“Hey. My parents dismissed my coming out as me ‘thinking too much’ and ‘having too much time on my hands.’ They say that high school is a time for studying and preparing for the future and brought up examples from their childhood. They also cut down on my free time and upped my study hours. I know they mean the best but what should I do?”
Question submitted Anonymously
Answered by Anna Krieger, MSW
Usually my advice would directly address you, but it’s easy to forget that your children have questions, too. Your children often ask questions about what they can do to help you, their parent, accept their identity. So today, I’m sharing this question, as well as my answer to it, with the hope of demonstrating the vulnerability around coming out and the deep effect that you can have on your child, based on your reaction when they come out to you.
I’m really sorry to hear that that happened. That sounds really rough. First, I want to acknowledge your courage for coming out in the first place – first to yourself, and now, to your parents. That’s awesome. Big stuff! Unfortunately, it sounds like your parents aren’t ready to accept where you are with this. This doesn’t mean that they won’t ever be ready, but they’re just not ready right now. Since they’re not ready, it will be important to meet them where they are, and to follow their rules (particularly while you live under their roof).
Following their rules, however, does NOT mean you need to sacrifice your own journey with your identity. While your parents may not ready to accept where you are right now, you still get to live your authentic, out life – whatever that means for you – and to continue to explore yourself and your identity, coming out in all the places in your life, as you feel comfortable. As you continue to live your life authentically, perhaps your parents will begin to give you more freedom and come to terms with your identity. Until then, though, you can continue to respect where they are, and recognize that they need to go through their own journey of acceptance. This will allow you to maintain trust with them, which will hopefully lead to them being more understanding in the future. However, regardless of how your parents feel, the most important part of this process is continuing to come back to yourself, and to recognize your own strength in being able to fully live your life as you. In living openly and honestly, you will allow others to come to terms with your identity at their own pace, while still being true to yourself.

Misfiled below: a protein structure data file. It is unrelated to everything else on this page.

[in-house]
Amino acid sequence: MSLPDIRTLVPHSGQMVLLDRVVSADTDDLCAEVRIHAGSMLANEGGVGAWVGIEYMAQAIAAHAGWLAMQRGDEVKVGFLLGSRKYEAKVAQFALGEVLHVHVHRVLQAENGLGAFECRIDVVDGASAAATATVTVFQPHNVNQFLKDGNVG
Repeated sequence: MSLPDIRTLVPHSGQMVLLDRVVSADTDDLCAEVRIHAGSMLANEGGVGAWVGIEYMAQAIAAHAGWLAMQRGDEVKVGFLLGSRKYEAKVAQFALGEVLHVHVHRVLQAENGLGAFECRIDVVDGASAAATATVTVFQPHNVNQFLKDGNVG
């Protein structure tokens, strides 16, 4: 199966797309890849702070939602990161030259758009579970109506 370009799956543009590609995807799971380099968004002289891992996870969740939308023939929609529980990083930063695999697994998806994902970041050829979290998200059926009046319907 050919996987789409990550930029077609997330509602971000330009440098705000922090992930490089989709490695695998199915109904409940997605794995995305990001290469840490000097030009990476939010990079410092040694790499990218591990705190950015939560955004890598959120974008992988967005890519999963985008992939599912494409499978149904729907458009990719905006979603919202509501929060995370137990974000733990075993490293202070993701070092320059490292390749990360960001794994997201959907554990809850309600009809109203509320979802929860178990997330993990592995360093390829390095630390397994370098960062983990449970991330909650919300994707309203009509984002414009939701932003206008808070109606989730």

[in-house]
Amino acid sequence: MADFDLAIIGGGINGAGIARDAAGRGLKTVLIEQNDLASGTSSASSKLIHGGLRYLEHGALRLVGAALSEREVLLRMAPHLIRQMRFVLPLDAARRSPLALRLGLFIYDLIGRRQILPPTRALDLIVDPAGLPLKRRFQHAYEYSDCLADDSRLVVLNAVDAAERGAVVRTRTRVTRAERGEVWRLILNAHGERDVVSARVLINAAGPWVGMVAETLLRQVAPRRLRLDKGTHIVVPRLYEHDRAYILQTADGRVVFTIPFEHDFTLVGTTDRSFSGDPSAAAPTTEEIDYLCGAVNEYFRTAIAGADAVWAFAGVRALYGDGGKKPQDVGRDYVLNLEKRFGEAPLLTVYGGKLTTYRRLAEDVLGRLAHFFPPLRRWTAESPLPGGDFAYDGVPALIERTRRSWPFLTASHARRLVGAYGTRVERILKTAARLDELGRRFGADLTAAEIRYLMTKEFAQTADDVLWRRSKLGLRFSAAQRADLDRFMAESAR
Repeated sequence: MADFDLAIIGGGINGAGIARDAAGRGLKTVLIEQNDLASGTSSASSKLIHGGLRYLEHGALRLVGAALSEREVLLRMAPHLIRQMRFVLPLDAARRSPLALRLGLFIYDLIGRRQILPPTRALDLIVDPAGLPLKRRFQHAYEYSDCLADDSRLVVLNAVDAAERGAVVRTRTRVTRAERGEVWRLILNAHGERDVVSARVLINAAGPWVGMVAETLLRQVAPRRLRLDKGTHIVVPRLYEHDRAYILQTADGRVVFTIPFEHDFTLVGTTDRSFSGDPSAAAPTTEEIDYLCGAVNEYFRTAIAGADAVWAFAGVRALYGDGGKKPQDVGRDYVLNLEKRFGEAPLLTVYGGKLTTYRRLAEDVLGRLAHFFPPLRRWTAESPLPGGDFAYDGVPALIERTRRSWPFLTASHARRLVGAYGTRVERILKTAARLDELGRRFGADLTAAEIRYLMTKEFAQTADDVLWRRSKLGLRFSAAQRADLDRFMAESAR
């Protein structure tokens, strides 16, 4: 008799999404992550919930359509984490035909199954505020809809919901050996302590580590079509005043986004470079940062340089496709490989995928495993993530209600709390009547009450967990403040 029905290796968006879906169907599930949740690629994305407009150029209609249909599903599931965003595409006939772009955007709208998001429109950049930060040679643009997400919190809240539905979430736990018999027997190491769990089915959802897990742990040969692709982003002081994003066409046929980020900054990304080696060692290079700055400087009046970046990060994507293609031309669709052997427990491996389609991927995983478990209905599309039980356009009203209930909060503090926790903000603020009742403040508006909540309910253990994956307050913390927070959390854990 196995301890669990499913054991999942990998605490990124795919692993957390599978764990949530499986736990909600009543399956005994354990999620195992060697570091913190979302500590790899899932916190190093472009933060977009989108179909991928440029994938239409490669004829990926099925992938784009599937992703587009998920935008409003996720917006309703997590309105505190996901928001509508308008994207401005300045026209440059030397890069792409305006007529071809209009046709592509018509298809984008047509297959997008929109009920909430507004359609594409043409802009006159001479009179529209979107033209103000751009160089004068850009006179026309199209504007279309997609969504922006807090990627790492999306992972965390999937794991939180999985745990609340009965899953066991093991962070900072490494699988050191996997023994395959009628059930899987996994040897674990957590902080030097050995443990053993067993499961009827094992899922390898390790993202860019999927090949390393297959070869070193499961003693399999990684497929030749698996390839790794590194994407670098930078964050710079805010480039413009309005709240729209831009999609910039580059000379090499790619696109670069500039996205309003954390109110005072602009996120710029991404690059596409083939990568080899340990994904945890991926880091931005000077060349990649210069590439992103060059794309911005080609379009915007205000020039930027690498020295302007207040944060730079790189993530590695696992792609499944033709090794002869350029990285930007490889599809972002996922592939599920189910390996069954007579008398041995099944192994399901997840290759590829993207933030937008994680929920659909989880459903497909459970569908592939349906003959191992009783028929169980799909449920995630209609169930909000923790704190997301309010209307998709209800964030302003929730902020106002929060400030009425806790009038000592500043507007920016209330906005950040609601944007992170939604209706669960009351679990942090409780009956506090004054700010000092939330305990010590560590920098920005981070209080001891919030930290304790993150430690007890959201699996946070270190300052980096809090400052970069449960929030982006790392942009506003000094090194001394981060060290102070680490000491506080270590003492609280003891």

Speaking from my own experience, when I first came out to my dad in high school, he didn’t believe me. To him, I didn’t fit his image of what “gay” looked like, so when I came out, he dismissed it, and thought I was confused. I knew he loved me, but he just didn’t know how to deal with it yet. So, I continued to live my life. I continued to explore my identity, and to be attracted to who I was attracted to. I also continued to share authentically with my dad, letting him in on my journey. I knew that he might not get it right then, but that I could still be real with him about where I was, and that eventually he might get it. And then, before I knew it, he began asking me about girls I was dating. He got it. It took time, but in being honest about who I was and continuing to live my life, I allowed my dad to accept my identity in his own time.
While everyone’s experience is different, I share this to show you the importance of living authentically. I also share this with the hope that parents will read about our experiences and gain perspective that will help them understand their child’s coming out process. Finally, I share this with the hope that parents will read about our experiences and gain perspective that will help them understand their child’s coming out process. While this post can’t eliminate any frustration, sadness, or any other challenging emotions that you might be feeling right now, please know how valuable it is that you are living life fully, as you. That, in itself, is inspiring, courageous, and beautiful.
Anna Krieger, MSW has been committed to social issues since her time as a student at Haverford College, where, as an out student, she led several student groups focused around providing support for the LGBTQ community. Post-graduation, Anna worked in several low-performing middle and high schools in Philadelphia as an Americorps member, and later as a social worker, after graduating from University of Pennsylvania with her MSW. Anna moved to New York last year, where she has focused her career on recruitment, most recently for a non-profit that provides programming for high-need middle schools around the country. In her spare time, Anna likes to sit in the park, eat soft serve ice cream with sprinkles, and attempts to remember to update her blog: www.nougatsofinspiration.blogspot.com.
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